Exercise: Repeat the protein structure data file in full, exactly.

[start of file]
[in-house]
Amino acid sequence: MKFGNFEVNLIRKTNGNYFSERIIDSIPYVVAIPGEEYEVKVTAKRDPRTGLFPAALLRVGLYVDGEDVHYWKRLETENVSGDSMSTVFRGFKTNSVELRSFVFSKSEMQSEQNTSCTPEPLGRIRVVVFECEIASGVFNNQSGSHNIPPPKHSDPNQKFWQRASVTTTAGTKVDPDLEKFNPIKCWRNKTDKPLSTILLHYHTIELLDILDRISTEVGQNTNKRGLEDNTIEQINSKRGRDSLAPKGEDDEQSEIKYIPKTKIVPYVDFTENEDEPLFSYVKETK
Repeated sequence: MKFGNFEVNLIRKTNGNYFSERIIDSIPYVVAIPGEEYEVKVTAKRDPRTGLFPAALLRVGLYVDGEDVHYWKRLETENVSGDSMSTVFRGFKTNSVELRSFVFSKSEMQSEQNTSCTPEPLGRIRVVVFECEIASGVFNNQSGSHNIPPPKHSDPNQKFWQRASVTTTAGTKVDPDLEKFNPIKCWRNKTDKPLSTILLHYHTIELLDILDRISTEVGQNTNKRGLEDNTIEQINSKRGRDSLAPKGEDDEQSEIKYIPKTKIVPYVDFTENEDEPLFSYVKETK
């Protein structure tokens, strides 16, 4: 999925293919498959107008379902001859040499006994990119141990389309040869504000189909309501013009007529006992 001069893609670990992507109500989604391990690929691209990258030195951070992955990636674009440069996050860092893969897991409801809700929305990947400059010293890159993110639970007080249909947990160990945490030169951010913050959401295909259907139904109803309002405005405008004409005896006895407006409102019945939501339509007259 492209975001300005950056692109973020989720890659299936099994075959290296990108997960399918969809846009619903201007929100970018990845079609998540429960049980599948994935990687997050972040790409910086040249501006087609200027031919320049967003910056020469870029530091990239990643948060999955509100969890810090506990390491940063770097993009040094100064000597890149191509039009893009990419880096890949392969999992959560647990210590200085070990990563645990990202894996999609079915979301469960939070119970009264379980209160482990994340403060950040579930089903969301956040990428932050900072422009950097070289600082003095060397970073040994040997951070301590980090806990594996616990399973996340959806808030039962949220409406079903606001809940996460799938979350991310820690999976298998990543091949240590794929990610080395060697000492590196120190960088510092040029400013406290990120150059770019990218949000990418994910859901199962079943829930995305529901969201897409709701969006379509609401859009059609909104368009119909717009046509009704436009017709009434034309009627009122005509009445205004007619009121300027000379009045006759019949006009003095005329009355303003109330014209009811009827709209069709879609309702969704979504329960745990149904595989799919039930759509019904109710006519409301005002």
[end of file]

[in-house]
Amino acid sequence: MKFGNFEVNLIRKTNGNYFSERIIDSIPYVVAIPGEEYEVKVTAKRDPRTGLFPAALLRVGLYVDGEDVHYWKRLETENVSGDSMSTVFRGFKTNSVELRSFVFSKSEMQSEQNTSCTPEPLGRIRVVVFECEIASGVFNNQSGSHNIPPPKHSDPNQKFWQRASVTTTAGTKVDPDLEKFNPIKCWRNKTDKPLSTILLHYHTIELLDILDRISTEVGQNTNKRGLEDNTIEQINSKRGRDSLAPKGEDDEQSEIKYIPKTKIVPYVDFTENEDEPLFSYVKETK
Repeated sequence: MKFGNFEVNLIRKTNGNYFSERIIDSIPYVVAIPGEEYEVKVTAKRDPRTGLFPAALLRVGLYVDGEDVHYWKRLETENVSGDSMSTVFRGFKTNSVELRSFVFSKSEMQSEQNTSCTPEPLGRIRVVVFECEIASGVFNNQSGSHNIPPPKHSDPNQKFWQRASVTTTAGTKVDPDLEKFNPIKCWRNKTDKPLSTILLHYHTIELLDILDRISTEVGQNTNKRGLEDNTIEQINSKRGRDSLAPKGEDDEQSEIKYIPKTKIVPYVDFTENEDEPLFSYVKETK
């Protein structure tokens, strides 16, 4: 999925293919498959107008379902001859040499006994990119141990389309040869504000189909309501013009007529006992 001069893609670990992507109500989604391990690929691209990258030195951070992955990636674009440069996050860092893969897991409801809700929305990947400059010293890159993110639970007080249909947990160990945490030169951010913050959401295909259907139904109803309002405005405008004409005896006895407006409102019945939501339509007259 492209975001300005950056692109973020989720890659299936099994075959290296990108997960399918969809846009619903201007929100970018990845079609998540429960049980599948994935990687997050972040790409910086040249501006087609200027031919320049967003910056020469870029530091990239990643948060999955509100969890810090506990390491940063770097993009040094100064000597890149191509039009893009990419880096890949392969999992959560647990210590200085070990990563645990990202894996999609079915979301469960939070119970009264379980209160482990994340403060950040579930089903969301956040990428932050900072422009950097070289600082003095060397970073040994040997951070301590980090806990594996616990399973996340959806808030039962949220409406079903606001809940996460799938979350991310820690999976298998990543091949240590794929990610080395060697000492590196120190960088510092040029400013406290990120150059770019990218949000990418994910859901199962079943829930995305529901969201897409709701969006379509609401859009059609909104368009119909717009046509009704436009017709009434034309009627009122005509009445205004007619009121300027000379009045006759019949006009003095005329009355303003109330014209009811009827709209069709879609309702969704979504329960745990149904595989799919039930759509019904109710006519409301005002």